PW: What motivated you to write Rock My Soul?

bell hooks: My audience gave me the idea during my last tour. I was speaking about the importance of love in our lives and a few people said, "We can't get to love because we don't have the basics down. We don't have any self-esteem." You can't love another person if you don't love yourself. It's not like any other group is better than us. Others understand it is something that must be addressed, whereas blacks often deny its existence.

PW: Why should African-Americans be concerned about self-esteem?

bh: You see a lot of blacks experiencing low self-esteem, although they have more opportunities than their parents and grandparents ever had. They have more education and make more money, yet they still feel this deep depression of the self. We need to address that sense of not feeling worthy that is at the core of us. If we can't tell the truth, we will never heal.

PW: How should readers approach this problem?

bh: My approach is not to place blame. We must take a realistic, objective look at how we feel about ourselves and how we live in the world. You know, our parents faced a more lethal, powerful racism, but they had a far healthier self-esteem. My question to readers is, how can we analyze, improve and heal that injured part of ourselves?

PW: You draw on various sources, including therapist John Bradshaw, the Dalai Lama, Jesuit priest Henry Nouwen, psychiatrist Judith Herman, psychoanalyst and philosopher Frantz Fanon, poet Haki Madhubuti and Nathaniel Brandon, a disciple of Ayn Rand. How do you find and embrace these people's work?

bh: A part of what makes my books unusual is that I bring together standpoints that are different or diverse. I'm fascinated with how different views and opinions converge. I'm like a scientist working in a lab, trying to bring together all of these various elements to reach some sort of truth.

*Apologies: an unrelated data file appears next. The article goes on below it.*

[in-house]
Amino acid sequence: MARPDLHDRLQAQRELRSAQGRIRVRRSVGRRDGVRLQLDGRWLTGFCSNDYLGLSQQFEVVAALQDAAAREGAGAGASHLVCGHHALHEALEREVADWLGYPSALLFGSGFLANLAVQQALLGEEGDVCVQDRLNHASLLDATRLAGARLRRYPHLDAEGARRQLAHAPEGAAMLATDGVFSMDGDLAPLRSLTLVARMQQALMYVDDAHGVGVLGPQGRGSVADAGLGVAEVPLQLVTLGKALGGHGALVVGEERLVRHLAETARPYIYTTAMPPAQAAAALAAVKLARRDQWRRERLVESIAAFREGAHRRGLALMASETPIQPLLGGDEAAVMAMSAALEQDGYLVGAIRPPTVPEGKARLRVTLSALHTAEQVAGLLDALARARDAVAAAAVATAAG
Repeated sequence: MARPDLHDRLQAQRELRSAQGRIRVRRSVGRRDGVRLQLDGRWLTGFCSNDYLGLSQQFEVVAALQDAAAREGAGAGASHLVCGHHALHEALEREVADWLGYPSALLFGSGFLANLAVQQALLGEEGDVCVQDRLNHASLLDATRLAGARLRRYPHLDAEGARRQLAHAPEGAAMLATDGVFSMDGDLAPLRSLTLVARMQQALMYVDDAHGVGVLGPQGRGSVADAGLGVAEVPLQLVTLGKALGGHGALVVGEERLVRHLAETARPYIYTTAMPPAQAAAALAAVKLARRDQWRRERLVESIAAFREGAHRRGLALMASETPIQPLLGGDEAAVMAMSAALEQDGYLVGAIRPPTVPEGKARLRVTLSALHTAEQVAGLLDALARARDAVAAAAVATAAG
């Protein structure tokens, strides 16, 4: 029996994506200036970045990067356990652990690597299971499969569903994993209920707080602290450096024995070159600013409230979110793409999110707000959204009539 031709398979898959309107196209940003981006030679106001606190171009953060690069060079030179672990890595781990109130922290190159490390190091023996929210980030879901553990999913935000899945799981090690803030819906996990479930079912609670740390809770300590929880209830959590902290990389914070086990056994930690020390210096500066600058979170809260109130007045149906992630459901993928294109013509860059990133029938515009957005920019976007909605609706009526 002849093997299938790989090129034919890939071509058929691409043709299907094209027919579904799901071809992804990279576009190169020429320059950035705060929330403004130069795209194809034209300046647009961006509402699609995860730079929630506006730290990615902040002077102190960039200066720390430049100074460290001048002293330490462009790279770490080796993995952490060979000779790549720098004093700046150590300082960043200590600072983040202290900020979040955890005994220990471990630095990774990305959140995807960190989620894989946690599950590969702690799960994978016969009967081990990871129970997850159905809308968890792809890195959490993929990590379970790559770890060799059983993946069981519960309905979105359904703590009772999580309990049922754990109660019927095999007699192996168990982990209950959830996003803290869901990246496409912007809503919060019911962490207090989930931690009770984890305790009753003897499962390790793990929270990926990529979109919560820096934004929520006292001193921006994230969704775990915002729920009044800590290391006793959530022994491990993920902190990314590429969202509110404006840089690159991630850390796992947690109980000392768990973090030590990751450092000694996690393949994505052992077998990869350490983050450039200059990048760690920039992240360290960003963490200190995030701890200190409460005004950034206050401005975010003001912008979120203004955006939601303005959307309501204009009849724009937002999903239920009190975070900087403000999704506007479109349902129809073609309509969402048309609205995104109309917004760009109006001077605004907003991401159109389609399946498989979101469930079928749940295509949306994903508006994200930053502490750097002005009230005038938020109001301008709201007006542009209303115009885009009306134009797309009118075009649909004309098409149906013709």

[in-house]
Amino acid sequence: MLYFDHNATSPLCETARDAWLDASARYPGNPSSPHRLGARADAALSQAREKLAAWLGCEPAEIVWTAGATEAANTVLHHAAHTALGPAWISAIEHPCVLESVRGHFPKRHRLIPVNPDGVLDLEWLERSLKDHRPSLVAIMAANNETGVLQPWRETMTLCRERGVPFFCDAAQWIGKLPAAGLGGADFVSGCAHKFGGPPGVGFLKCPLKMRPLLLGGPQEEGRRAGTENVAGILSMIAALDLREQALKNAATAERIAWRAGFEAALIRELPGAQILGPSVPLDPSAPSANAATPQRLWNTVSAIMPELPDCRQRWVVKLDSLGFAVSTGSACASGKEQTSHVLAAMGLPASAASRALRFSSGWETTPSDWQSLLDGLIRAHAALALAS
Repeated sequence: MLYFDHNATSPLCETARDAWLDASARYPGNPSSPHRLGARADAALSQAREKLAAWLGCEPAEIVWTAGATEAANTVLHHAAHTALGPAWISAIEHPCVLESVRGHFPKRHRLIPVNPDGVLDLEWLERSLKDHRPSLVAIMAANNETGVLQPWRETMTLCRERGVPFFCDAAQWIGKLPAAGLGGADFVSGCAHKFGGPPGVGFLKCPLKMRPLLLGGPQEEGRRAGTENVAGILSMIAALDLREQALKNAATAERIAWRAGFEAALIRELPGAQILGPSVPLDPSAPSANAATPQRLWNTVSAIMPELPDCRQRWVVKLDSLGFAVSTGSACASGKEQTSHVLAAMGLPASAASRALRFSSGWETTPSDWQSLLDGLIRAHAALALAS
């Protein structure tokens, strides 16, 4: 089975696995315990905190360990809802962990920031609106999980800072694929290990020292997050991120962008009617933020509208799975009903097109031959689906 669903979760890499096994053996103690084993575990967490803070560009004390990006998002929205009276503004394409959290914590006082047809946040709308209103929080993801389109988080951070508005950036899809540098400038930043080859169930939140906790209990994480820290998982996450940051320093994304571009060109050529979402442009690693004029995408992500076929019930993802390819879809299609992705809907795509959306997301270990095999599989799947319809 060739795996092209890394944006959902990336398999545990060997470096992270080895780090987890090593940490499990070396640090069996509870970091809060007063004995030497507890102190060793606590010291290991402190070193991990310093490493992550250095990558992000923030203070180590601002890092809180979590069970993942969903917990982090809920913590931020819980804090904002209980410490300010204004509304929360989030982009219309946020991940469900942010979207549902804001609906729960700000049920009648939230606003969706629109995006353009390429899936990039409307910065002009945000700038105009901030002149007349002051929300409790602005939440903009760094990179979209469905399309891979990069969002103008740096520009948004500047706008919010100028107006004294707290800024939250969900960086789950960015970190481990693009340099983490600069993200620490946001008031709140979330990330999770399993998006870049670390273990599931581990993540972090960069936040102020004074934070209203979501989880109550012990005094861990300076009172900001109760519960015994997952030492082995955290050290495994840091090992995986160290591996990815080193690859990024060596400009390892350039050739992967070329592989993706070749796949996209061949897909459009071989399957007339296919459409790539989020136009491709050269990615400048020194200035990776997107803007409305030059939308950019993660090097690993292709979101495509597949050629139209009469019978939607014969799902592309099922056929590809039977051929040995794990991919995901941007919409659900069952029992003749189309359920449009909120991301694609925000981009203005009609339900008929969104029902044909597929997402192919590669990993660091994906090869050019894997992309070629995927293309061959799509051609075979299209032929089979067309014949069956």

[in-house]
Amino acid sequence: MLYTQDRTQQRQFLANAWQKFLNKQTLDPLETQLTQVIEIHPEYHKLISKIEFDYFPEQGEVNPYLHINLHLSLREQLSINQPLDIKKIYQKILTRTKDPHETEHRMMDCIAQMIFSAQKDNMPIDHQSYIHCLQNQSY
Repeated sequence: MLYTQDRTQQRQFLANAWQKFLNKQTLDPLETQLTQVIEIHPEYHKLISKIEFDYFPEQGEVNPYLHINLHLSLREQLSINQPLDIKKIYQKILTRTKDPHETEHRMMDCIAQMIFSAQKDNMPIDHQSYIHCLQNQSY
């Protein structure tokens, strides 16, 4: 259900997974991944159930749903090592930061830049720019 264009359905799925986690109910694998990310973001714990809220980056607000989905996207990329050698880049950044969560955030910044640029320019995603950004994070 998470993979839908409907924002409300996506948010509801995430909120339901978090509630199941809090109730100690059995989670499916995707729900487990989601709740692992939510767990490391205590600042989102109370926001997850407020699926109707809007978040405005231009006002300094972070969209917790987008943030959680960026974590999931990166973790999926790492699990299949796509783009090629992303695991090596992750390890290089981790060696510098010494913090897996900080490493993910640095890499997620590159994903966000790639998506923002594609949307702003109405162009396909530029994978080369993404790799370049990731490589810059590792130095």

PW: Your current quest—tackling real life problems and moving away from your earlier books' abstract and theoretical style—has brought you some criticism. Where did the feminist, revolutionary bell hooks go?

bh: When I wrote my theoretical books, I assumed people had it together, that they were on the same journey as I was. Then I saw some of the negative psychological fallout among my people, the collective hurt and trauma. I saw that theory and practice are not the same. I moved toward a more accessible language that addressed a wider audience. When I get letters from readers who say my books opened up debate and introspection among them and their loved ones, I feel affirmed.

PW: You writing glowingly of values, ideals and integrity—all words usually associated with conservatives or the religious right. Have you mellowed over the years?

bh: No. The left has to speak of values and of spiritual matters. It seems they have given this role up to the right. I just want to pose some meaningful questions. When I went to liberal publishers with my recent books, they asked me, "Who is the audience for them?" I'm amazed at the huge response to my recent books. People buy two and three copies of them at once. We are seeking a way to heal.